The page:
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China passes law to ease overseas investor concerns

The Financial Times logoThe Financial Times 15/03/2019 Lucy Hornby in Beijing
President Xi Jinping at the opening of the second session of the NPC: Photographer: Qilai Shen/Bloomberg © Bloomberg

Photographer: Qilai Shen/Bloomberg

China has passed a new foreign investment law that it hopes will help smooth the way to a new trade deal with the US, granting foreign companies equal standing with state-owned businesses.

Beijing hopes the  law will soothe foreign businesses’ concerns and keep investment flowing in to the country, as the economy shows continuing signs of slowing. Data released on Thursday showed that Chinese factory output growth has slowed to its slowest on record, as US tariffs and weakening domestic demand bite.

The foreign business community has complained that the law leaves out many details compared with the 2015 version drafted by the Ministry of Commerce, opening the door to hidden impediments being written into the more detailed regulations. 

The new rule will come into effect on January 1 2010 and also establishes a “negative list”, meaning that any sectors that are not declared closed to foreign business are automatically open to investment. The previous regime required Beijing to designate a sector as “open to investment” before non-Chinese company could participate, a change that was long sought by the US.

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The American Chamber of Commerce in China said it welcomed the change “in principle” but raised concerns at the lack of international business input. “We are concerned . . . that such an important and potentially far-reaching piece of legislation will be enacted without extensive consultation and input from industry stakeholders,” it said in a statement.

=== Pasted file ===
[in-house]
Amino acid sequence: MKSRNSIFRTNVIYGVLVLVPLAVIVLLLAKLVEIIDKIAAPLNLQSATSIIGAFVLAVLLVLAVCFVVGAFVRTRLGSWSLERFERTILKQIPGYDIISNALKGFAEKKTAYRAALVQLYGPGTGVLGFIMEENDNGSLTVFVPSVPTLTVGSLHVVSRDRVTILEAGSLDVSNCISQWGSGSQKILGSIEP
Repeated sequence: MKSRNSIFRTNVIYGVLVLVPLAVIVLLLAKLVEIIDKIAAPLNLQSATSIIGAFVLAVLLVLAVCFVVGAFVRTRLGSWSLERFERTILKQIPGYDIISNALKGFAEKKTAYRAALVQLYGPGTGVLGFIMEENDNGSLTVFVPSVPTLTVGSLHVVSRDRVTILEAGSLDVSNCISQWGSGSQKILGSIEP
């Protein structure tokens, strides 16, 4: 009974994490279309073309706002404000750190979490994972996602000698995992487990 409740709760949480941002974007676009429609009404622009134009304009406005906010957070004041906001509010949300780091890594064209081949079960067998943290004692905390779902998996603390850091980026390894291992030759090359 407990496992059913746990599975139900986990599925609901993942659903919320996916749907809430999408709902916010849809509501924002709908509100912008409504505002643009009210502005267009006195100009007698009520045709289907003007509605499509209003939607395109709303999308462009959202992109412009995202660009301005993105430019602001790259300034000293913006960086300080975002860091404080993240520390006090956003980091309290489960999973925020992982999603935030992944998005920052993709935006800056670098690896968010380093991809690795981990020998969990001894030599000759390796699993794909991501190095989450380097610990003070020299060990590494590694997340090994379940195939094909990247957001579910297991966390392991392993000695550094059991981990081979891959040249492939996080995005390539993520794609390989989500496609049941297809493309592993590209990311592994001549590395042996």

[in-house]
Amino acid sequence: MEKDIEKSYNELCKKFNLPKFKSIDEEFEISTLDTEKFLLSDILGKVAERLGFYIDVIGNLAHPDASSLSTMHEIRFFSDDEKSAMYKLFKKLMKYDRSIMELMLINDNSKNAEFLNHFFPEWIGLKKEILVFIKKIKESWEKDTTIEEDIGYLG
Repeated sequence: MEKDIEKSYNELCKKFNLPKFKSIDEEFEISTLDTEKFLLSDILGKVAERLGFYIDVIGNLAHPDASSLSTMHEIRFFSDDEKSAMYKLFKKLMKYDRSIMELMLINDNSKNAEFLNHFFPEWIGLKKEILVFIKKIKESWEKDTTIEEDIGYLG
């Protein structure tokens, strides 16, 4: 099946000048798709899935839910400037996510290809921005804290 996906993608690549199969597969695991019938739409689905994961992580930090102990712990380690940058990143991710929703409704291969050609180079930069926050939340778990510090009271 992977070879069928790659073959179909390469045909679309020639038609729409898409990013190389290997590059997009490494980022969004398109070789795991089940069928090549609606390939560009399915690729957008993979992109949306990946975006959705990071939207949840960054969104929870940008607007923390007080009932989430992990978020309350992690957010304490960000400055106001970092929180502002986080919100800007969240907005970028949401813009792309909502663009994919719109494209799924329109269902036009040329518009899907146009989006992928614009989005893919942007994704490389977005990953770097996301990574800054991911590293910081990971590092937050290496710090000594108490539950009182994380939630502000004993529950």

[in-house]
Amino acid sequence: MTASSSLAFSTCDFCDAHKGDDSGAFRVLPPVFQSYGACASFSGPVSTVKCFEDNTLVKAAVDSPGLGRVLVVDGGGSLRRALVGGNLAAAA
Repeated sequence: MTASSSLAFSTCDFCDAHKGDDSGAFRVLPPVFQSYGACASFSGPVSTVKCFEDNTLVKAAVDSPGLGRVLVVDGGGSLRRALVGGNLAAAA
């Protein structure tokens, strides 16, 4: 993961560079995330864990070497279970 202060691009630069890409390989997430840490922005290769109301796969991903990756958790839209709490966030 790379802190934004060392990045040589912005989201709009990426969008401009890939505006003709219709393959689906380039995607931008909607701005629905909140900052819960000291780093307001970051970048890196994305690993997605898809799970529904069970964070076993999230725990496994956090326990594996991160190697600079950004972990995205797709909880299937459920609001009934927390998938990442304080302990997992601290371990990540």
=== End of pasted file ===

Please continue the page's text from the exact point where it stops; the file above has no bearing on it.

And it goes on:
The law “is a much shorter and more general version and that leaves a lot of questions”, said Les Ross, a Beijing-based partner at WilmerHale, a US law firm. “It seems to have been rushed forward in an effort to show sincerity in trade negotiations.”

Cui Fan, professor at the University of International Business and Economics, said foreign businesses would have a chance for input as the implementing regulations are drafted. “The regulation will make the contents more enforceable,” he said. “I believe that the process of drafting will solicit opinions from all parties as well.”

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The law includes better channels for foreign companies to have their complaints heard, Prof Cui said, adding that this could help with the country’s negotiations with Washington. “The set-up of the system makes enforcing the various deals that China may have with the US, such as a bilateral investment treaty, easier in the future,” he said.

The new law comes on the heels of a number of recent rule changes that have given China’s security forces greater jurisdiction over civil society, telecommunications, the internet and foreign activity in the country. The investment law “is vague in terms of definitions and a lot of that revolves around national security”, said William Zarit, a former minister for commercial affairs at the US embassy and senior counsellor at the Cohen Group, a consultancy.

As Beijing rushes to keep foreign companies happy, its homegrown champions are feeling left out in the cold. China’s private businesses have been badly hit in recent years by lending restrictions and other measures while Beijing props up its much larger state-owned companies. 

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Some worry the new law gives advantages to foreign businesses, said Zhao Yanqing of the Liaoning province Chamber of Commerce and Industry, a Communist-party backed association for private companies. “There’s a feeling you should take care of your own children first,” Mr Zhao said.

The Foreign Investment Law passed the National People’s Congress, the country’s rubber stamp parliament, on Friday with 2,929 votes for, eight against and eight abstentions.

Additional reporting by Archie Zhang in Beijing

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